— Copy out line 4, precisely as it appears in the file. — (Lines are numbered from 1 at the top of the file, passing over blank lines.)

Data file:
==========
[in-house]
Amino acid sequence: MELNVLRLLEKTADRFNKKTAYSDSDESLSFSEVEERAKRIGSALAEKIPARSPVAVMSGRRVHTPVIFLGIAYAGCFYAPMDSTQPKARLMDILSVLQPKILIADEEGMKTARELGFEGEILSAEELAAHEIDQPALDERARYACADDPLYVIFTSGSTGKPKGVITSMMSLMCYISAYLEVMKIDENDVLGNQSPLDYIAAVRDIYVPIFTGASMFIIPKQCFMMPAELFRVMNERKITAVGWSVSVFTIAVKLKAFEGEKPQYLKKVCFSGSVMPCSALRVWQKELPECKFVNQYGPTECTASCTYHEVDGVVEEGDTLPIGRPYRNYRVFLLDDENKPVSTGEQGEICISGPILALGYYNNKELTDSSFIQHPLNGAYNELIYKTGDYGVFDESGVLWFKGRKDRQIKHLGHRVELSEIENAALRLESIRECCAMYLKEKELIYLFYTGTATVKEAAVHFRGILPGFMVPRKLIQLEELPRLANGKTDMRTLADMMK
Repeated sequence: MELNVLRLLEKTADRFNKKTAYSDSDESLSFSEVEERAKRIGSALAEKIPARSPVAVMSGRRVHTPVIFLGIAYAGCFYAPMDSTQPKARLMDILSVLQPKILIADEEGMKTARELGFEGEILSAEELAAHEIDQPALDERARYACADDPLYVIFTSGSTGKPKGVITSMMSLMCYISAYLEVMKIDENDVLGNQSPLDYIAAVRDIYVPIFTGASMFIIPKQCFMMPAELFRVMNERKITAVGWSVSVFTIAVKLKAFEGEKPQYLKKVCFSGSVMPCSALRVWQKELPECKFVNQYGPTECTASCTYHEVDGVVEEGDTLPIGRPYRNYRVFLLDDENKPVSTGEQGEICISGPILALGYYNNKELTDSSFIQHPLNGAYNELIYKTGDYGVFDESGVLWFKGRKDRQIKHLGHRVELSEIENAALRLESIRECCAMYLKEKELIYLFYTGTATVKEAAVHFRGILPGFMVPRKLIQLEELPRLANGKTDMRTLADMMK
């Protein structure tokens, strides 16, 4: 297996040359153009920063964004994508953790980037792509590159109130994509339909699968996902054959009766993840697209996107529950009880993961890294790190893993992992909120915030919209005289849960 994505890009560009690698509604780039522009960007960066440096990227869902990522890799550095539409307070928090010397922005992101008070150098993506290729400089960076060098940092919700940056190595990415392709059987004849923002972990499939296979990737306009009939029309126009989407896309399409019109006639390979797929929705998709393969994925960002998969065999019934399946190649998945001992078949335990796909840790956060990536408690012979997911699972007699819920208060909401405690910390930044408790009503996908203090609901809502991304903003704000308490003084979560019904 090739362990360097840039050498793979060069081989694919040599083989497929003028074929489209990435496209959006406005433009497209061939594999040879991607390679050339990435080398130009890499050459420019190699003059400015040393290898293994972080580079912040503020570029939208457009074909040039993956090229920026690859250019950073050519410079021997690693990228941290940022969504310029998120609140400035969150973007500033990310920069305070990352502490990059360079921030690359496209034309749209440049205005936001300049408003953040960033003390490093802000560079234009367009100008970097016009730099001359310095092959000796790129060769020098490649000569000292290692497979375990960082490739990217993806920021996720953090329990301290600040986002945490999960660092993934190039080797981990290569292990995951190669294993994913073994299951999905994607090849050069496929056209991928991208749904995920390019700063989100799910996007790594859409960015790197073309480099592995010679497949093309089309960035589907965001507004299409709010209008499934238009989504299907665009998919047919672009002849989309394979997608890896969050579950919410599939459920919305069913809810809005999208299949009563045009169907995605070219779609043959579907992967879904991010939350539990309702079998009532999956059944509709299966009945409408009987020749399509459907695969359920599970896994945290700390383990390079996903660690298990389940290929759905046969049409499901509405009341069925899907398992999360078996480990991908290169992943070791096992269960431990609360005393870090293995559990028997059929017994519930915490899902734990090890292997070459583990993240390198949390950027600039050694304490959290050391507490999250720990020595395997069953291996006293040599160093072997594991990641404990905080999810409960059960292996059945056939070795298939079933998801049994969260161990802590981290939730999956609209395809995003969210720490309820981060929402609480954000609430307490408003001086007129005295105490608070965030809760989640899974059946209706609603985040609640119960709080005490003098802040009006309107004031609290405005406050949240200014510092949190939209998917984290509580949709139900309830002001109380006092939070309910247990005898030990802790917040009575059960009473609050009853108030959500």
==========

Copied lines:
């Protein structure tokens, strides 16, 4: 297996040359153009920063964004994508953790980037792509590159109130994509339909699968996902054959009766993840697209996107529950009880993961890294790190893993992992909120915030919209005289849960 994505890009560009690698509604780039522009960007960066440096990227869902990522890799550095539409307070928090010397922005992101008070150098993506290729400089960076060098940092919700940056190595990415392709059987004849923002972990499939296979990737306009009939029309126009989407896309399409019109006639390979797929929705998709393969994925960002998969065999019934399946190649998945001992078949335990796909840790956060990536408690012979997911699972007699819920208060909401405690910390930044408790009503996908203090609901809502991304903003704000308490003084979560019904 090739362990360097840039050498793979060069081989694919040599083989497929003028074929489209990435496209959006406005433009497209061939594999040879991607390679050339990435080398130009890499050459420019190699003059400015040393290898293994972080580079912040503020570029939208457009074909040039993956090229920026690859250019950073050519410079021997690693990228941290940022969504310029998120609140400035969150973007500033990310920069305070990352502490990059360079921030690359496209034309749209440049205005936001300049408003953040960033003390490093802000560079234009367009100008970097016009730099001359310095092959000796790129060769020098490649000569000292290692497979375990960082490739990217993806920021996720953090329990301290600040986002945490999960660092993934190039080797981990290569292990995951190669294993994913073994299951999905994607090849050069496929056209991928991208749904995920390019700063989100799910996007790594859409960015790197073309480099592995010679497949093309089309960035589907965001507004299409709010209008499934238009989504299907665009998919047919672009002849989309394979997608890896969050579950919410599939459920919305069913809810809005999208299949009563045009169907995605070219779609043959579907992967879904991010939350539990309702079998009532999956059944509709299966009945409408009987020749399509459907695969359920599970896994945290700390383990390079996903660690298990389940290929759905046969049409499901509405009341069925899907398992999360078996480990991908290169992943070791096992269960431990609360005393870090293995559990028997059929017994519930915490899902734990090890292997070459583990993240390198949390950027600039050694304490959290050391507490999250720990020595395997069953291996006293040599160093072997594991990641404990905080999810409960059960292996059945056939070795298939079933998801049994969260161990802590981290939730999956609209395809995003969210720490309820981060929402609480954000609430307490408003001086007129005295105490608070965030809760989640899974059946209706609603985040609640119960709080005490003098802040009006309107004031609290405005406050949240200014510092949190939209998917984290509580949709139900309830002001109380006092939070309910247990005898030990802790917040009575059960009473609050009853108030959500």